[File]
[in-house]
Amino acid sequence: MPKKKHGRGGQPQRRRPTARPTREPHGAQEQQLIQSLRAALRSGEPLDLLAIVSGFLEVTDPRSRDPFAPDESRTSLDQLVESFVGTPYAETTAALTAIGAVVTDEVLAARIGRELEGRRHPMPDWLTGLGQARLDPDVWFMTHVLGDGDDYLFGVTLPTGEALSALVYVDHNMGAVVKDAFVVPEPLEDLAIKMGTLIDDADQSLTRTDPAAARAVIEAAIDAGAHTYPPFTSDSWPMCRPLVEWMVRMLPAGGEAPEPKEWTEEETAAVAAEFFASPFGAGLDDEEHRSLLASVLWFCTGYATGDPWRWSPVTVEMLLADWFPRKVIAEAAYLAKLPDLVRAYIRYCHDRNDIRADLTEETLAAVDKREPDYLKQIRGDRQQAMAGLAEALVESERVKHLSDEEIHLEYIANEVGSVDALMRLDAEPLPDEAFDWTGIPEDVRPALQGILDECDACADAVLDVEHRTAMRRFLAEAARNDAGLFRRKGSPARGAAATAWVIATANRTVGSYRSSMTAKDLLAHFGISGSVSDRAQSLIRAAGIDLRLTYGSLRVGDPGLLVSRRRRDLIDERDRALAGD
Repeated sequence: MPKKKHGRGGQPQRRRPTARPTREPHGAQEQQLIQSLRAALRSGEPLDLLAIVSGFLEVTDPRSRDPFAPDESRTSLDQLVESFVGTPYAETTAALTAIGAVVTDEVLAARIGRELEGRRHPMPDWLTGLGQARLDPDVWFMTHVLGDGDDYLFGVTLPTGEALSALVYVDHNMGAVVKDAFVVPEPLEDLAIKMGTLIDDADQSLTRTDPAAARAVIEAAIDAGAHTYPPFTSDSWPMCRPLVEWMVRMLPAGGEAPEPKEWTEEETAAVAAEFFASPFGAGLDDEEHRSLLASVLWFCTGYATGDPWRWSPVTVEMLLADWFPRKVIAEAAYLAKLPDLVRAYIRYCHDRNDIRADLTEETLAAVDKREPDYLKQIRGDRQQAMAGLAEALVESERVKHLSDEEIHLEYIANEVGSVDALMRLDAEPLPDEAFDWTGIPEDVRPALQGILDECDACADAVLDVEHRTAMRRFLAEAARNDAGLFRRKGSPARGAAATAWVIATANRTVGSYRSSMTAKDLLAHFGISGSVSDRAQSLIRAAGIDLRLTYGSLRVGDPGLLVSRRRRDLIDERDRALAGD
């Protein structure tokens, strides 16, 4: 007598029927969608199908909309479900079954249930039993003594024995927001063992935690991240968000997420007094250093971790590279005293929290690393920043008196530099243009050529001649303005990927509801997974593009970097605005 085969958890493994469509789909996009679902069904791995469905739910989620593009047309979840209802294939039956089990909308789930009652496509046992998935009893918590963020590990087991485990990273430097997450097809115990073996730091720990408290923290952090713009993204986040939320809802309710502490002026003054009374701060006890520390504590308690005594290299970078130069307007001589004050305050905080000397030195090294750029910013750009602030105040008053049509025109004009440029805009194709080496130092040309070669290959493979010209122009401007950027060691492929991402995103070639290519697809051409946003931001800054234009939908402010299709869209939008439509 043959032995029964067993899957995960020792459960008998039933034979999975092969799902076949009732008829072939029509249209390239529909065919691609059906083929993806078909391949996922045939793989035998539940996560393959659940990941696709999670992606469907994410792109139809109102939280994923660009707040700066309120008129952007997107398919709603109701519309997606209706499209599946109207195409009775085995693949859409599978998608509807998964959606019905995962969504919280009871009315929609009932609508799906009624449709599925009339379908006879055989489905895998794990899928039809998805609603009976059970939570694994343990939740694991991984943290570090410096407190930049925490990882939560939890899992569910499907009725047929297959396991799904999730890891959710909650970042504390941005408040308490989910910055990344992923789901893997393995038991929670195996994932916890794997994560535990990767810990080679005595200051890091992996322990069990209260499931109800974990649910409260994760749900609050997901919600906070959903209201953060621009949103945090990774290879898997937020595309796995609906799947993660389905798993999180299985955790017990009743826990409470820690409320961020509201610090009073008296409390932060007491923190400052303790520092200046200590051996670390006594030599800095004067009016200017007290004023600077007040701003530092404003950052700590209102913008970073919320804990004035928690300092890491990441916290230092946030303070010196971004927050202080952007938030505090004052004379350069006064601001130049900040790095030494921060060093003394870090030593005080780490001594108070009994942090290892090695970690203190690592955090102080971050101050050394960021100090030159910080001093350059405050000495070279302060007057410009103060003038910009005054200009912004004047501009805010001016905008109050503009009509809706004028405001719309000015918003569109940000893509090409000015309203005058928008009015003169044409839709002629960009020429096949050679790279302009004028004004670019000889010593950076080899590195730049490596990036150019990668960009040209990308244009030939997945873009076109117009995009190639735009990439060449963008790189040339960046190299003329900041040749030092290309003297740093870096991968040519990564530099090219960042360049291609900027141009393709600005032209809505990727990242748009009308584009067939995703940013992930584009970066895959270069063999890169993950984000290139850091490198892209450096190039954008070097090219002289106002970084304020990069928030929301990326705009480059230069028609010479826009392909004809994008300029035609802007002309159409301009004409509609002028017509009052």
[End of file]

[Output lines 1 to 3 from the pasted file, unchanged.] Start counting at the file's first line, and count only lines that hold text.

[in-house]
Amino acid sequence: MPKKKHGRGGQPQRRRPTARPTREPHGAQEQQLIQSLRAALRSGEPLDLLAIVSGFLEVTDPRSRDPFAPDESRTSLDQLVESFVGTPYAETTAALTAIGAVVTDEVLAARIGRELEGRRHPMPDWLTGLGQARLDPDVWFMTHVLGDGDDYLFGVTLPTGEALSALVYVDHNMGAVVKDAFVVPEPLEDLAIKMGTLIDDADQSLTRTDPAAARAVIEAAIDAGAHTYPPFTSDSWPMCRPLVEWMVRMLPAGGEAPEPKEWTEEETAAVAAEFFASPFGAGLDDEEHRSLLASVLWFCTGYATGDPWRWSPVTVEMLLADWFPRKVIAEAAYLAKLPDLVRAYIRYCHDRNDIRADLTEETLAAVDKREPDYLKQIRGDRQQAMAGLAEALVESERVKHLSDEEIHLEYIANEVGSVDALMRLDAEPLPDEAFDWTGIPEDVRPALQGILDECDACADAVLDVEHRTAMRRFLAEAARNDAGLFRRKGSPARGAAATAWVIATANRTVGSYRSSMTAKDLLAHFGISGSVSDRAQSLIRAAGIDLRLTYGSLRVGDPGLLVSRRRRDLIDERDRALAGD
Repeated sequence: MPKKKHGRGGQPQRRRPTARPTREPHGAQEQQLIQSLRAALRSGEPLDLLAIVSGFLEVTDPRSRDPFAPDESRTSLDQLVESFVGTPYAETTAALTAIGAVVTDEVLAARIGRELEGRRHPMPDWLTGLGQARLDPDVWFMTHVLGDGDDYLFGVTLPTGEALSALVYVDHNMGAVVKDAFVVPEPLEDLAIKMGTLIDDADQSLTRTDPAAARAVIEAAIDAGAHTYPPFTSDSWPMCRPLVEWMVRMLPAGGEAPEPKEWTEEETAAVAAEFFASPFGAGLDDEEHRSLLASVLWFCTGYATGDPWRWSPVTVEMLLADWFPRKVIAEAAYLAKLPDLVRAYIRYCHDRNDIRADLTEETLAAVDKREPDYLKQIRGDRQQAMAGLAEALVESERVKHLSDEEIHLEYIANEVGSVDALMRLDAEPLPDEAFDWTGIPEDVRPALQGILDECDACADAVLDVEHRTAMRRFLAEAARNDAGLFRRKGSPARGAAATAWVIATANRTVGSYRSSMTAKDLLAHFGISGSVSDRAQSLIRAAGIDLRLTYGSLRVGDPGLLVSRRRRDLIDERDRALAGD